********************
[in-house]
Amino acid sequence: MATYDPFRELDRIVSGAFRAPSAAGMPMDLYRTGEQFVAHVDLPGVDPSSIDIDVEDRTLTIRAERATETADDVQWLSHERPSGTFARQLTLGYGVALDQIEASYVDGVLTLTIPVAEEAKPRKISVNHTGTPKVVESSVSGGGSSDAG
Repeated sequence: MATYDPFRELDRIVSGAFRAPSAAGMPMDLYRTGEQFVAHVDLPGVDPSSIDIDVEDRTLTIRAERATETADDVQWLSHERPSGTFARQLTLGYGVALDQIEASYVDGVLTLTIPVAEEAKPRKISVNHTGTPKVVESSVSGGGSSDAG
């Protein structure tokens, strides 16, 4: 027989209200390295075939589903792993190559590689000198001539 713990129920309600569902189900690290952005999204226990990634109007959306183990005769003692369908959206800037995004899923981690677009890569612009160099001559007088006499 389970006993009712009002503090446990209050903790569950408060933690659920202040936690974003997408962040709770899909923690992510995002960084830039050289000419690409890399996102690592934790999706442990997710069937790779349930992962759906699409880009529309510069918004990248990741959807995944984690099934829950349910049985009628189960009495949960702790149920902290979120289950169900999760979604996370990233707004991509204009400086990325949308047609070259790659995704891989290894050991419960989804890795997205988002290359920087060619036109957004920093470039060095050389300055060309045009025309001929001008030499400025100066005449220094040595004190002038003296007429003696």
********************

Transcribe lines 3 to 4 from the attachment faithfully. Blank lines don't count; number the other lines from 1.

Repeated sequence: MATYDPFRELDRIVSGAFRAPSAAGMPMDLYRTGEQFVAHVDLPGVDPSSIDIDVEDRTLTIRAERATETADDVQWLSHERPSGTFARQLTLGYGVALDQIEASYVDGVLTLTIPVAEEAKPRKISVNHTGTPKVVESSVSGGGSSDAG
């Protein structure tokens, strides 16, 4: 027989209200390295075939589903792993190559590689000198001539 713990129920309600569902189900690290952005999204226990990634109007959306183990005769003692369908959206800037995004899923981690677009890569612009160099001559007088006499 389970006993009712009002503090446990209050903790569950408060933690659920202040936690974003997408962040709770899909923690992510995002960084830039050289000419690409890399996102690592934790999706442990997710069937790779349930992962759906699409880009529309510069918004990248990741959807995944984690099934829950349910049985009628189960009495949960702790149920902290979120289950169900999760979604996370990233707004991509204009400086990325949308047609070259790659995704891989290894050991419960989804890795997205988002290359920087060619036109957004920093470039060095050389300055060309045009025309001929001008030499400025100066005449220094040595004190002038003296007429003696």